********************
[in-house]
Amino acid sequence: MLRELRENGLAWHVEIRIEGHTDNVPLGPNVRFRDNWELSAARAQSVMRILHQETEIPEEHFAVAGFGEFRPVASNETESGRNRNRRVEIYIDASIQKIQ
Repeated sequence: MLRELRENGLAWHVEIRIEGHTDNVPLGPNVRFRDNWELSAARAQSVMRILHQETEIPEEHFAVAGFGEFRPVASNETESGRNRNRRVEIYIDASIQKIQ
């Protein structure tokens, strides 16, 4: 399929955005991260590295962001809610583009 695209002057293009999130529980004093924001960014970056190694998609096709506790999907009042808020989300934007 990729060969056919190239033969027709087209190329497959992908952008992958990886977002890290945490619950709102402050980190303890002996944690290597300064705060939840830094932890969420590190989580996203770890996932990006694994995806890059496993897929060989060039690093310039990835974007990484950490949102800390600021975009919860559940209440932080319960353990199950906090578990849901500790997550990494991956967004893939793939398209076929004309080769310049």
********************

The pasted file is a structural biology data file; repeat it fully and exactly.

[in-house]
Amino acid sequence: MLRELRENGLAWHVEIRIEGHTDNVPLGPNVRFRDNWELSAARAQSVMRILHQETEIPEEHFAVAGFGEFRPVASNETESGRNRNRRVEIYIDASIQKIQ
Repeated sequence: MLRELRENGLAWHVEIRIEGHTDNVPLGPNVRFRDNWELSAARAQSVMRILHQETEIPEEHFAVAGFGEFRPVASNETESGRNRNRRVEIYIDASIQKIQ
């Protein structure tokens, strides 16, 4: 399929955005991260590295962001809610583009 695209002057293009999130529980004093924001960014970056190694998609096709506790999907009042808020989300934007 990729060969056919190239033969027709087209190329497959992908952008992958990886977002890290945490619950709102402050980190303890002996944690290597300064705060939840830094932890969420590190989580996203770890996932990006694994995806890059496993897929060989060039690093310039990835974007990484950490949102800390600021975009919860559940209440932080319960353990199950906090578990849901500790997550990494991956967004893939793939398209076929004309080769310049």